(This news story originally appeared in the Toronto Sun)
By: Candice Malcolm
Bank of Canada is not the only government agency using the services of Morneau Shepell, the Sun has learned.
At least four other federal departments and agencies have ongoing contracts with Morneau Shepell, the human resources firm formerly run by Finance Minister Bill Morneau.
The accumulated value of these various contracts is about $14 million.
A spokesperson from the Canada Revenue Agency (CRA) confirmed that it has eight different contracts with Morneau Shepell, with a total value of $2.3 million. The largest contracts are for employee assistance programs, providing benefits and workplace perks for CRA workers in Quebec, the Prairie Region and at CRA headquarters in Ottawa.
The dates on these contracts range from before Morneau became a cabinet minister, to as recently as June 2017.
The Sun has also learned that the Senate of Canada uses the services of Morneau Shepell, in a contract that was re-signed on Aug. 23, 2017.
News reports from March noted that Bill Morneau urged the Senate to pass his budget bill and suggested that the Senate had no business re-writing bills that were passed by the House. He personally met with senators to convince them not to change his budget bill.
Meanwhile, Morneau’s family firm signed a contract with the Senate valuing $89,100.
In addition to contracts with the Senate and CRA, Morneau Shepell also does work for the Canadian Air Transport Security Authority (CATSA), the Canadian Food Inspection Agency (CFIA) and Canada Post.
According to a spokesman for CATSA, the agency has two contracts with Morneau Shepell, one covering pensions and benefits consulting and the other for an employee and family assistance program. The combined value of these contracts is $2.2 million.
CFIA’s spokesman confirmed it has $1.54 million in contracts with Morneau-Shepell, with a contract last signed in May 2017. The spokesman also acknowledged that the agency’s account executive was replaced in 2016.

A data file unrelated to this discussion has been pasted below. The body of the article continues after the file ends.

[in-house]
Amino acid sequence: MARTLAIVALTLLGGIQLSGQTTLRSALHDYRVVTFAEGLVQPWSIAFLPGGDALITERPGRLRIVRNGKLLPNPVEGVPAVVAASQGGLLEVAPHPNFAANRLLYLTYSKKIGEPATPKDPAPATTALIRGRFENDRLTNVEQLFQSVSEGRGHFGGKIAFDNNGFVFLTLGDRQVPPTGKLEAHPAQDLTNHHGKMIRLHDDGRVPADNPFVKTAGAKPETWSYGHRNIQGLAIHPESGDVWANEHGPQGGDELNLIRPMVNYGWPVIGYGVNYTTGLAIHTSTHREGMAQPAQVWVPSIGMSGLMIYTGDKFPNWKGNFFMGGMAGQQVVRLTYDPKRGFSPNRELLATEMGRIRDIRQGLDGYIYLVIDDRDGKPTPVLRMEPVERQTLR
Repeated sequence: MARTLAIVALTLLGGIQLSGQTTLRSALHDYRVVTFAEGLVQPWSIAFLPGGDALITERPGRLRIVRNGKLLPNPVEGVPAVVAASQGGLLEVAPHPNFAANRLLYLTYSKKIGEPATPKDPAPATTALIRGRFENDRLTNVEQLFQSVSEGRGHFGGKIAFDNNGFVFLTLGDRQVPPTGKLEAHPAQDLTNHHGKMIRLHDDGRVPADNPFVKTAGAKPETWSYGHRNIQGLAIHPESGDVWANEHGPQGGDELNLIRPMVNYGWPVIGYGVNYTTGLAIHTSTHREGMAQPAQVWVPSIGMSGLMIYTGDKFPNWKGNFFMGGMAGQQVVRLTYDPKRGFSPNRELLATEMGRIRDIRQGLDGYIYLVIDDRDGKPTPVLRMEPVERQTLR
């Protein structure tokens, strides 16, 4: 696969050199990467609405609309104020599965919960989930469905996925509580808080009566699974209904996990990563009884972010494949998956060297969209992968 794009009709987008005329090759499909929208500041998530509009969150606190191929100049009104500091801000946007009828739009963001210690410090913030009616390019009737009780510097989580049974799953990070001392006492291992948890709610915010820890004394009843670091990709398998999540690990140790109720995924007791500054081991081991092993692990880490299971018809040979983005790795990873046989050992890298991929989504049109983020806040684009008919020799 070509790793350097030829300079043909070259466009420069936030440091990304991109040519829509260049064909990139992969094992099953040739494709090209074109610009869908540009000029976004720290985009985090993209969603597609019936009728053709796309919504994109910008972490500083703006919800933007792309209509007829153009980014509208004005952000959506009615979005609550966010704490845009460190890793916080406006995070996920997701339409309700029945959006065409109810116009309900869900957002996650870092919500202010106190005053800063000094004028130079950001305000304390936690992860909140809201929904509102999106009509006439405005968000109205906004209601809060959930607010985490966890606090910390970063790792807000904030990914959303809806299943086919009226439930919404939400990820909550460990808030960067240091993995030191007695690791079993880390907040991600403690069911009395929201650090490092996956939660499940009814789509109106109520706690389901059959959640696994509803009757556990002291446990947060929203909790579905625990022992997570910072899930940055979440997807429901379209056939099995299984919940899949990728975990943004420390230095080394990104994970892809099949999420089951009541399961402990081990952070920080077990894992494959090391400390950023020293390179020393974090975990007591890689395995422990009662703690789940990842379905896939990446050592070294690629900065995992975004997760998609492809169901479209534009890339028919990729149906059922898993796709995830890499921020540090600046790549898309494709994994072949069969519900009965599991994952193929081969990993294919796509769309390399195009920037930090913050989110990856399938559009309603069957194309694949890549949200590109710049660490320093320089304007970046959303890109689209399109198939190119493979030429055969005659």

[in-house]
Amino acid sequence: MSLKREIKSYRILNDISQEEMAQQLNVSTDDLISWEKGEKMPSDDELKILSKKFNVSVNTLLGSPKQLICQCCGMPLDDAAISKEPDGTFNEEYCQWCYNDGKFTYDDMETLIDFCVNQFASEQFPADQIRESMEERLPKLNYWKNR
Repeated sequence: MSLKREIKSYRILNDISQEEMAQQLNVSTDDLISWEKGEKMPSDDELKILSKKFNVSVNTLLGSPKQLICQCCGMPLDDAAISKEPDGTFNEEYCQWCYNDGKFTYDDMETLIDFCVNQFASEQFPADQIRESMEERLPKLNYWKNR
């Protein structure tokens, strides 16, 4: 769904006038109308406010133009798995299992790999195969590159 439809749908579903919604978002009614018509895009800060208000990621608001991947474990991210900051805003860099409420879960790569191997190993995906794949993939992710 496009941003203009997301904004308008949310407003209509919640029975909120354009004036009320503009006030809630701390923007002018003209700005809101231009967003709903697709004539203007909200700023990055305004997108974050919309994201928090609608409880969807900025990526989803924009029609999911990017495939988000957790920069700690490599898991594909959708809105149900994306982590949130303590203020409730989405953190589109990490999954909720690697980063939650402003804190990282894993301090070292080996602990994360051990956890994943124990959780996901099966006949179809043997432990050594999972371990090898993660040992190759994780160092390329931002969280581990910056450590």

Morneau admitted that he hadn’t sold his shares in his family company, nor had he placed them into a blind trust, but instead created a structure whereby his shares were placed into numbered companies that he or his wife controlled.
It’s believed Morneau earned at least $65,000 per month from a company that as finance minister he also regulates.
Following public outcry, Morneau finally agreed to divest his shares in Morneau Shepell last week.
As reported exclusively in the Toronto Sun, the Bank of Canada—which falls under the purview of the federal finance minister—has an $8 million contract with Morneau Shepell. That contract was renewed in February 2017, while Morneau was the finance minister and before he agreed to sell his shares.
The Sun has also learned that the contract with Bank of Canada was renewed without a public request for proposal (RFP). The Morneau Shepell contract is the largest contract that Bank of Canada has signed this year without an RFP, while a Bank of Canada spokesman told the Sun an RFP was not required in this case.
“I can say that the conflict-of- interest screens recommended by the ethics commissioner are in place and have been applied several times over the course of the last two years,” Morneau spokesman Daniel Lauzon told the Sun. “The screen protects against conflicts arising from dealings specifically with or related to Morneau Shepell, and each instance is reported directly to the ethics commissioner. Minister Morneau is, of course, not involved in day-to-day procurement decisions made across Government; decisions made according to strict procurement guidelines.”
Morneau has said he plans to sit down with the ethics commissioner on Thursday to further discuss how he can reassure Canadians on this matter.
As first reported in the Sun, more details also emerged about Morneau Shepell’s relationship with Bombardier — a Quebec aerospace company that is heavily subsidized by the Liberal government.
“If Bombardier is getting a forgivable loan, it’s going to help Bombardier out; if Morneau Shepell’s working for Bombardier, then it’s helping Morneau Shepell out,” said Nathan...(READ MORE)